In 2006 the International Law Association adopted various recommendations to facilitate consistency in the arbitrators' approach to parallel proceedings. The ILA confirms the possibility of parallel judicial and arbitral proceedings notwithstanding the persistent debate on whether the arbitral tribunals or the state courts should have priority in determining arbitral jurisdictions. By widening the definition of parallel proceedings to include related proceedings involving substantially the same parties and issues, the ILA provides different recommendations for different types of parallel proceedings. These recommendations advise arbitrators to consider the interests of arbitral efficiency and the possibility of annulment when deciding whether to exercise or decline their jurisdiction.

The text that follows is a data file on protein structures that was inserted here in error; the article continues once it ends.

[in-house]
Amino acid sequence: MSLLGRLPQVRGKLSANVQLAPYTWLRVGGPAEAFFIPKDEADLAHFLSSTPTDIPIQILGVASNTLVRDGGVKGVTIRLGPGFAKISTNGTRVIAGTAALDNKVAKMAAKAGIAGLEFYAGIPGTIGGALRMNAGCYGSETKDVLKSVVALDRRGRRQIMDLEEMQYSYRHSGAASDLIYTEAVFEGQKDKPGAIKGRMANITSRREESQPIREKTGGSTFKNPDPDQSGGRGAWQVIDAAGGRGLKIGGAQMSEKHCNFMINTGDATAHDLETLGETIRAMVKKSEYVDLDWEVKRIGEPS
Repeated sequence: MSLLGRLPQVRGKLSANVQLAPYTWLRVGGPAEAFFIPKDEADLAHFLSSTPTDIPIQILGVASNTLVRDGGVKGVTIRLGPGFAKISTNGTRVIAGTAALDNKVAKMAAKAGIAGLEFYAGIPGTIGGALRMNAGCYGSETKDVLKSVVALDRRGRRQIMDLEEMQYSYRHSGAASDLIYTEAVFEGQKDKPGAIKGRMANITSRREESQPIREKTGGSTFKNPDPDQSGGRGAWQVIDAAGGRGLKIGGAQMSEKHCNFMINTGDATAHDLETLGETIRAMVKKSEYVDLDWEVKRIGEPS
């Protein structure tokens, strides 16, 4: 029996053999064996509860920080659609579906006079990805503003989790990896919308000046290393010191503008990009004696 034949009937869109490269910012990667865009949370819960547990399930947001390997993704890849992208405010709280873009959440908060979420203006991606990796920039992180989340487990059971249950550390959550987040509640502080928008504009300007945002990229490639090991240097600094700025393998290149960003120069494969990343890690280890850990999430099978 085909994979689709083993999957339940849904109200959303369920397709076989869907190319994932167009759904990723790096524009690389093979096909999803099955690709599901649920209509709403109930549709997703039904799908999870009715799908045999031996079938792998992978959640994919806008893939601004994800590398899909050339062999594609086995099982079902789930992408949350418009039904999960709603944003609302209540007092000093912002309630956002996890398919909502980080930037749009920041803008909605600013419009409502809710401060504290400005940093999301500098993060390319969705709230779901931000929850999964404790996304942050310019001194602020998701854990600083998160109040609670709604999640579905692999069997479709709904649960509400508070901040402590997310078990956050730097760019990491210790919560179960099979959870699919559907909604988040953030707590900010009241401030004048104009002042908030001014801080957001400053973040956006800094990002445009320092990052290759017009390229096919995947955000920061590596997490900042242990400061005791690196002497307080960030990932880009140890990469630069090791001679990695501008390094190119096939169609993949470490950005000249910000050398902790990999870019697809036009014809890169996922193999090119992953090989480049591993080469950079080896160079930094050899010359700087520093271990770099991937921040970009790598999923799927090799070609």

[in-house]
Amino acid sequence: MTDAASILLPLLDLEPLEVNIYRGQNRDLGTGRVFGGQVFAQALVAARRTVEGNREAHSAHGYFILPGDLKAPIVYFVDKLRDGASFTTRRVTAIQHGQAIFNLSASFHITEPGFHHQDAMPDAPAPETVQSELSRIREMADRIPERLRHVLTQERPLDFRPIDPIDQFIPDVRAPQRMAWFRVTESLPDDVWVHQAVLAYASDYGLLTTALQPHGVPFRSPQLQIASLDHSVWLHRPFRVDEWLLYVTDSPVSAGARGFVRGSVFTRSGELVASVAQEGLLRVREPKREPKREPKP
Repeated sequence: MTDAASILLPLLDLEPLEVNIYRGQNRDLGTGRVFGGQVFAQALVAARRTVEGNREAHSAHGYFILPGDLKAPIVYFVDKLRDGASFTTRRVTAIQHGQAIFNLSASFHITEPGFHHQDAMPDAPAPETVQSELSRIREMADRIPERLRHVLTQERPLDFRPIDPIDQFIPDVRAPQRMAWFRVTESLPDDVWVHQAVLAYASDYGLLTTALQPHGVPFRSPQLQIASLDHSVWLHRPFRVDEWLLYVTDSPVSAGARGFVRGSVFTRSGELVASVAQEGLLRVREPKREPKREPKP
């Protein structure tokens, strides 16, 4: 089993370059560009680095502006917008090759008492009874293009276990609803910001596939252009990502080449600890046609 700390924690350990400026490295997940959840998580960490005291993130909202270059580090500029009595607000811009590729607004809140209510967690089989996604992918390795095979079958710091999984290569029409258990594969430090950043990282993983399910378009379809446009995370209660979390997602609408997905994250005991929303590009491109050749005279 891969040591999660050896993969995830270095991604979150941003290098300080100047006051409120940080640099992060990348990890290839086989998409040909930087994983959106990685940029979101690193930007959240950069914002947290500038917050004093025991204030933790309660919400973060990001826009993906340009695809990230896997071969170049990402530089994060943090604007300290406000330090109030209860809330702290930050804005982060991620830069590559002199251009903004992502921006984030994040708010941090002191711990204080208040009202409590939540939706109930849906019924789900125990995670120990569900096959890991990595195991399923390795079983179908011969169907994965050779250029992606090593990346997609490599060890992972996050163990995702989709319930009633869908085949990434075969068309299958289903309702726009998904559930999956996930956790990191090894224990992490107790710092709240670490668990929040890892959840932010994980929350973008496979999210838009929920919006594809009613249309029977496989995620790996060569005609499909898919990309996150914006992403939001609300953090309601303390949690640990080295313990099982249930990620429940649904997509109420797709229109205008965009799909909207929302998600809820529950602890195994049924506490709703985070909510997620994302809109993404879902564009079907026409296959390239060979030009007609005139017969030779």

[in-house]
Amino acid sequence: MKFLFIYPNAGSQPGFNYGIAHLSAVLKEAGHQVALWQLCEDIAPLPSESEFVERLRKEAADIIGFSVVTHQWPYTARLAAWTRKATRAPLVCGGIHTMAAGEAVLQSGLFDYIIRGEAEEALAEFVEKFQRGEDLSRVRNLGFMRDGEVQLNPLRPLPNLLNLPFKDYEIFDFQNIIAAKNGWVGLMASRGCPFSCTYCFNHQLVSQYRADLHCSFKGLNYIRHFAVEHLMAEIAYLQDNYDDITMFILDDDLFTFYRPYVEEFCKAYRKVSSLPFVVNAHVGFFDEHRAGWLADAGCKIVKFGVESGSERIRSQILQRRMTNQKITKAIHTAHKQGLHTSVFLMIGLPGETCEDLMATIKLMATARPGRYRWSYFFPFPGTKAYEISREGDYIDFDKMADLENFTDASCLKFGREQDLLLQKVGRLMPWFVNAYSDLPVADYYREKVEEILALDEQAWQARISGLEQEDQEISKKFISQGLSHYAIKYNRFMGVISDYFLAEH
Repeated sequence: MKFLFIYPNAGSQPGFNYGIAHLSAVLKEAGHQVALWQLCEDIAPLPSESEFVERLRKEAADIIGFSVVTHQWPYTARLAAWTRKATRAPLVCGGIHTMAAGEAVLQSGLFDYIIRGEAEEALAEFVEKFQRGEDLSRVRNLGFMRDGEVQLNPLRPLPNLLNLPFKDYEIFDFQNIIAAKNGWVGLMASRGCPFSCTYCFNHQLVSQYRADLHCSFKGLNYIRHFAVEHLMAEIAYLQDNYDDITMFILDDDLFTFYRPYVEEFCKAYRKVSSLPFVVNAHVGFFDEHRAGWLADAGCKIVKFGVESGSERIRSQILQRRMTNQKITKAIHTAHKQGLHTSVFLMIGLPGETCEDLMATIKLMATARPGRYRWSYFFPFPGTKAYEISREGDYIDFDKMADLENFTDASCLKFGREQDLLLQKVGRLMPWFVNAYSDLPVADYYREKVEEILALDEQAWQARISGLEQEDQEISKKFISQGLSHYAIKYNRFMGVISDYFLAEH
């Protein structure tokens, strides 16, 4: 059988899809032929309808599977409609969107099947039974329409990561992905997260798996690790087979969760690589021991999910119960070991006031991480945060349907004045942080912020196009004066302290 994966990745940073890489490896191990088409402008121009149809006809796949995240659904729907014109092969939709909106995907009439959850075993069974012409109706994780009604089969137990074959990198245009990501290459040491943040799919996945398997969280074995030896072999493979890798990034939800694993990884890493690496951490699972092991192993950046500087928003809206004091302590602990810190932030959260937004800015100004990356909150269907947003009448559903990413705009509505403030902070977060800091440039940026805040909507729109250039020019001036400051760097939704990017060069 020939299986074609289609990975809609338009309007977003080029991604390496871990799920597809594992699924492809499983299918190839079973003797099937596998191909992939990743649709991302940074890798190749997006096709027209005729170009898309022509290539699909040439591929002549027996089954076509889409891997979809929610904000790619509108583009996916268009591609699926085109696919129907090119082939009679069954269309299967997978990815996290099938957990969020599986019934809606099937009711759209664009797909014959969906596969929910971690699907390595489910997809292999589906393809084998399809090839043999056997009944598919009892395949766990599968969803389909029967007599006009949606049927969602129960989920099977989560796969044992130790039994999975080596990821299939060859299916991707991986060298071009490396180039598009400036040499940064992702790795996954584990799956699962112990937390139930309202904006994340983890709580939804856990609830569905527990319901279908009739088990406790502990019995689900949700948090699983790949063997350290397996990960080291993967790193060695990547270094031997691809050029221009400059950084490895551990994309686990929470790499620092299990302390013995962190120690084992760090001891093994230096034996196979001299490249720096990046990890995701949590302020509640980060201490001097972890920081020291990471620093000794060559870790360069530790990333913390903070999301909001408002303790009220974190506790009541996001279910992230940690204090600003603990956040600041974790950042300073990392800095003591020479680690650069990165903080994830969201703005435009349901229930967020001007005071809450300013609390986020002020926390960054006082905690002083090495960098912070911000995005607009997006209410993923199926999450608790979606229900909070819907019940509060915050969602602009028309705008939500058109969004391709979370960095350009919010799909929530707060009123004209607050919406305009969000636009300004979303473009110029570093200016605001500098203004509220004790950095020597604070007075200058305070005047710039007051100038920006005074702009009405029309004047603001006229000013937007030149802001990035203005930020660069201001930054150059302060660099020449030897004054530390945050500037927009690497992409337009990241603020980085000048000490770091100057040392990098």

Through a critical analysis of the ILA recommendations, this paper explores the debate surrounding the parallelism bewteen arbitration and litigation, the adaptability of the principles governing parallel litigation to arbitration (specifically lis pendens and forum non conveniens), as well as the controversy of whether the principles governing parallel proceedings should pertain to public policy. It concludes that the ILA recommendations appropriately balance the interests of avoiding parallel proceedings with the arbitrators' duties to exercise their jurisdiction and render enforcable awards. Nevertheless, it is hoped that the ILA (and the arbitration community) will further explore the solutions for parallel proceedings other than staying arbitration, as well as the interaction between parallel proceedings, anti-suit injunctions, res judicata and public policy.
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